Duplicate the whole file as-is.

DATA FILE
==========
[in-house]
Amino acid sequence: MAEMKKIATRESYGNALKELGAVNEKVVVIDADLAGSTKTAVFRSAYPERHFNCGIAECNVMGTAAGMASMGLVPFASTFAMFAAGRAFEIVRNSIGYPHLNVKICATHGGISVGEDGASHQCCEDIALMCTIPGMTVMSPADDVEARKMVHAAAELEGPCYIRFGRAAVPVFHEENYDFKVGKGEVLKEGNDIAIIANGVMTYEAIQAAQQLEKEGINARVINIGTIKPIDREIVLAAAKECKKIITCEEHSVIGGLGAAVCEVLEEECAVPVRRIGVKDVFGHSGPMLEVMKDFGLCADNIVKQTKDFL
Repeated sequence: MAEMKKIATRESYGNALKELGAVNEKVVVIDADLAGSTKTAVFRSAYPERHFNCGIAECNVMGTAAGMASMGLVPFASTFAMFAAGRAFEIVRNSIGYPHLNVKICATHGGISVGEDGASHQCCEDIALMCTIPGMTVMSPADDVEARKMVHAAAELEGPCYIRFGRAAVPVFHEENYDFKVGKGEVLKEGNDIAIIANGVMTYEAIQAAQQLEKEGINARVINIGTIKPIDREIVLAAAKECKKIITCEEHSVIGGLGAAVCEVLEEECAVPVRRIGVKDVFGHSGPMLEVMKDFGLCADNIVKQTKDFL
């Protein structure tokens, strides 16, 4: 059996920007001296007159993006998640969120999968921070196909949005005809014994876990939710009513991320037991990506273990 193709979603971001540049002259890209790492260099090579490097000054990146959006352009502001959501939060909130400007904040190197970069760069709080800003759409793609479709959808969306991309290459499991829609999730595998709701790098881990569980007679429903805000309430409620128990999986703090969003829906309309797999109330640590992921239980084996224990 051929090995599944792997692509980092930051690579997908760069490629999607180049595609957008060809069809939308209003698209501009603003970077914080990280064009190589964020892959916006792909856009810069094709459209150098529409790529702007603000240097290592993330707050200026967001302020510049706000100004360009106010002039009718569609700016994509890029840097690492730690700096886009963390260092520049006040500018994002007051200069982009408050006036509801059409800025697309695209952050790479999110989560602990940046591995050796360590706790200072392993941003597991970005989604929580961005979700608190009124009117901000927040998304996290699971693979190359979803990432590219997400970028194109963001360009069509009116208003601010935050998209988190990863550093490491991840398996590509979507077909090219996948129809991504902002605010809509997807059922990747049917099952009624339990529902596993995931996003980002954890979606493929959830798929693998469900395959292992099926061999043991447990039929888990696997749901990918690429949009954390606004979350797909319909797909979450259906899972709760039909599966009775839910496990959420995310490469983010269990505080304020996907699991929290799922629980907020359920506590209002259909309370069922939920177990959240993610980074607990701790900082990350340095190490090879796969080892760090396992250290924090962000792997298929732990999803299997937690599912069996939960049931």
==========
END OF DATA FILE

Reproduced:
[in-house]
Amino acid sequence: MAEMKKIATRESYGNALKELGAVNEKVVVIDADLAGSTKTAVFRSAYPERHFNCGIAECNVMGTAAGMASMGLVPFASTFAMFAAGRAFEIVRNSIGYPHLNVKICATHGGISVGEDGASHQCCEDIALMCTIPGMTVMSPADDVEARKMVHAAAELEGPCYIRFGRAAVPVFHEENYDFKVGKGEVLKEGNDIAIIANGVMTYEAIQAAQQLEKEGINARVINIGTIKPIDREIVLAAAKECKKIITCEEHSVIGGLGAAVCEVLEEECAVPVRRIGVKDVFGHSGPMLEVMKDFGLCADNIVKQTKDFL
Repeated sequence: MAEMKKIATRESYGNALKELGAVNEKVVVIDADLAGSTKTAVFRSAYPERHFNCGIAECNVMGTAAGMASMGLVPFASTFAMFAAGRAFEIVRNSIGYPHLNVKICATHGGISVGEDGASHQCCEDIALMCTIPGMTVMSPADDVEARKMVHAAAELEGPCYIRFGRAAVPVFHEENYDFKVGKGEVLKEGNDIAIIANGVMTYEAIQAAQQLEKEGINARVINIGTIKPIDREIVLAAAKECKKIITCEEHSVIGGLGAAVCEVLEEECAVPVRRIGVKDVFGHSGPMLEVMKDFGLCADNIVKQTKDFL
């Protein structure tokens, strides 16, 4: 059996920007001296007159993006998640969120999968921070196909949005005809014994876990939710009513991320037991990506273990 193709979603971001540049002259890209790492260099090579490097000054990146959006352009502001959501939060909130400007904040190197970069760069709080800003759409793609479709959808969306991309290459499991829609999730595998709701790098881990569980007679429903805000309430409620128990999986703090969003829906309309797999109330640590992921239980084996224990 051929090995599944792997692509980092930051690579997908760069490629999607180049595609957008060809069809939308209003698209501009603003970077914080990280064009190589964020892959916006792909856009810069094709459209150098529409790529702007603000240097290592993330707050200026967001302020510049706000100004360009106010002039009718569609700016994509890029840097690492730690700096886009963390260092520049006040500018994002007051200069982009408050006036509801059409800025697309695209952050790479999110989560602990940046591995050796360590706790200072392993941003597991970005989604929580961005979700608190009124009117901000927040998304996290699971693979190359979803990432590219997400970028194109963001360009069509009116208003601010935050998209988190990863550093490491991840398996590509979507077909090219996948129809991504902002605010809509997807059922990747049917099952009624339990529902596993995931996003980002954890979606493929959830798929693998469900395959292992099926061999043991447990039929888990696997749901990918690429949009954390606004979350797909319909797909979450259906899972709760039909599966009775839910496990959420995310490469983010269990505080304020996907699991929290799922629980907020359920506590209002259909309370069922939920177990959240993610980074607990701790900082990350340095190490090879796969080892760090396992250290924090962000792997298929732990999803299997937690599912069996939960049931």